No! He would proclaim. You must tell the story with the fear, the excitement, and the overwhelming awe at the awesomeness of God. How dare we take stories of the great and miraculous workings of our God and make them boring for kids!
We must encourage their imagination and their sense of wonder. We must prompt them to think about hoe the truth of God’s Word applies to their life. We must help them to view things through the lens of Christ’s death on the cross, not because we say so, but because they understand that is the only accurate way to look at things. We must be excited about the Word, convey our excitement and help the kids to catch that excitement. We want them to read their Bibles because they want to, not because we tell them to!
Some kids are anxious to ask questions. Other seem indifferent. We must deal with both kinds. Many times this involves prompting questions, or asking leading questions. While back I wrote a post called Teaching Kids How Think Not What to Think that addresses exactly this questions.
Teaching the Sacraments & The Cross of Christ
Spurgeon explains that it is important that kids learn and understand the meaning of the sacraments given in the New Testament, namely Baptism and Communion and expressed regret that kids do not see the ordinances more often. The sacraments should both be done in the presence of kids. If they never witness these acts commanded by God, they will never have the chance to ask why we do them, and O’ that they would ask that question! What an opportunity to explain the grace and power and love of God. How wonderful to explain the symbolism of baptism to a child! It is the ultimate word picture given to us by God to show his salvation and our rebirth. The Lord’s Supper affords us the opportunity to talk about the atoning death of our Lord Jesus Christ. Explain to them that baptism and communion are merely symbols of the awesome work of a really big God!
Spurgeon explains that the Lord’s Supper sets forth the symbol of the death of Christ. Spurgeon explains the importance of kids understanding and being confronted by the death of Christ as it is the basis for our redemption. He explains:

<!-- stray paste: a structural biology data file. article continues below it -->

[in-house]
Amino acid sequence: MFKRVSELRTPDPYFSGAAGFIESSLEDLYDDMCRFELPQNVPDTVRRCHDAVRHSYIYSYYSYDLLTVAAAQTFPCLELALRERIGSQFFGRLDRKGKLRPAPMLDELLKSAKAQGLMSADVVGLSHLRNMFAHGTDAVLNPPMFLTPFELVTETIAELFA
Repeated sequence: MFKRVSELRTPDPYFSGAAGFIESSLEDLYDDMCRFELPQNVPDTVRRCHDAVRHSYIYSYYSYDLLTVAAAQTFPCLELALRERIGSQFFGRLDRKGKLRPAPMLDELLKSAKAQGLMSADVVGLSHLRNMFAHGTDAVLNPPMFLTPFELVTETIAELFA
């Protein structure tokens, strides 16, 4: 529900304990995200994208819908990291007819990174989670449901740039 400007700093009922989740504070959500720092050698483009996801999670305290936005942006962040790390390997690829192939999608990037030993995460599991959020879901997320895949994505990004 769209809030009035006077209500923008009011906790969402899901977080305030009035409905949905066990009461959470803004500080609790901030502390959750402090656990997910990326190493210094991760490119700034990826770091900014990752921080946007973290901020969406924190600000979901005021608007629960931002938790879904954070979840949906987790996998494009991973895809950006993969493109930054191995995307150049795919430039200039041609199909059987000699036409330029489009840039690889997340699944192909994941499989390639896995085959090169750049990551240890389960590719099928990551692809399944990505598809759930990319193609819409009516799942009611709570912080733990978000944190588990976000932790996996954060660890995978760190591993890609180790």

“dwell much and often in their presence upon the sufferings and death of our Redeemer. Let them think of Gethsemane, and Gabbatha, and Golgotha, and let them learn to sing in plaintive tones of Him who laid down His life for us.”
We must teach them the weight of sin born by Christ on the cross. We must teach them about his suffering that he endured out of his love for us. We must explain why he had to suffer and what it meant that God himself hung on that cross. It all points to the cross! As Spurgeon explains, Children are most definitely capable of understanding the doctrine of the expiatory sacrifice because it was meant to be a gospel to the youngest. Spurgeon explains:
“The gospel of substitution is a simplicity, though it is a mystery.”
The words we choose must be age appropriate, but we have not done our job until our kids understand the fact, meaning and implication of Christ’s death on the cross. The cross of Christ is essential to all other spiritual teaching. It is the foundation that our kids will build their spiritual lives on.
Teaching Kids About Their Sin and Need For A Savior
In order to teach kids the cross, we must teach them their need for the cross. We must show children their sin and pray that the Holy Spirit would convict their heart. Last week, I published a series of articles on What Children Must Be Taught About Sin based on my participation in a Children’s Ministry Think Tank in which that was the question at hand so I won’t reiterate much of that here. However, as Spurgeon explains:
“Do not flatter the child with delusive rubbish about his nature being good and needing to be developed. Tell him he must be born again. Don’t bolster him up with the fancy of his own innocence, but show him his sin.”